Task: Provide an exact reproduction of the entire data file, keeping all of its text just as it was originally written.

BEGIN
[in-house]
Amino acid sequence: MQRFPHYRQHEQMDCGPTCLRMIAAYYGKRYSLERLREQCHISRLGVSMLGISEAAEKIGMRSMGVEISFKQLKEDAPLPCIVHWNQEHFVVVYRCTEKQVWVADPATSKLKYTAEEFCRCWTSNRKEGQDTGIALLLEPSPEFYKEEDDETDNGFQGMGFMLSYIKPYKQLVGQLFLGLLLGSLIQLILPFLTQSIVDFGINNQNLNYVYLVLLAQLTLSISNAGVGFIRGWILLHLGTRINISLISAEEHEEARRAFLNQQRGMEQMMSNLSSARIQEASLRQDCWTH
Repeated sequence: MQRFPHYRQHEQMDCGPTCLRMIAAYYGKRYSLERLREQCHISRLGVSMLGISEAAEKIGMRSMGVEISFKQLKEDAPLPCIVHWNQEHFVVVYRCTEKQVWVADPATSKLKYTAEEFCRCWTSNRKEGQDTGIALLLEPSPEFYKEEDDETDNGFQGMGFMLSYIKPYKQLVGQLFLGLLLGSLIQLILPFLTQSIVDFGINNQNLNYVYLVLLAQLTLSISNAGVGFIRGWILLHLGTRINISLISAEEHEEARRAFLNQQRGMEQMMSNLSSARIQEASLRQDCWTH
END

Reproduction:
[in-house]
Amino acid sequence: MQRFPHYRQHEQMDCGPTCLRMIAAYYGKRYSLERLREQCHISRLGVSMLGISEAAEKIGMRSMGVEISFKQLKEDAPLPCIVHWNQEHFVVVYRCTEKQVWVADPATSKLKYTAEEFCRCWTSNRKEGQDTGIALLLEPSPEFYKEEDDETDNGFQGMGFMLSYIKPYKQLVGQLFLGLLLGSLIQLILPFLTQSIVDFGINNQNLNYVYLVLLAQLTLSISNAGVGFIRGWILLHLGTRINISLISAEEHEEARRAFLNQQRGMEQMMSNLSSARIQEASLRQDCWTH
Repeated sequence: MQRFPHYRQHEQMDCGPTCLRMIAAYYGKRYSLERLREQCHISRLGVSMLGISEAAEKIGMRSMGVEISFKQLKEDAPLPCIVHWNQEHFVVVYRCTEKQVWVADPATSKLKYTAEEFCRCWTSNRKEGQDTGIALLLEPSPEFYKEEDDETDNGFQGMGFMLSYIKPYKQLVGQLFLGLLLGSLIQLILPFLTQSIVDFGINNQNLNYVYLVLLAQLTLSISNAGVGFIRGWILLHLGTRINISLISAEEHEEARRAFLNQQRGMEQMMSNLSSARIQEASLRQDCWTH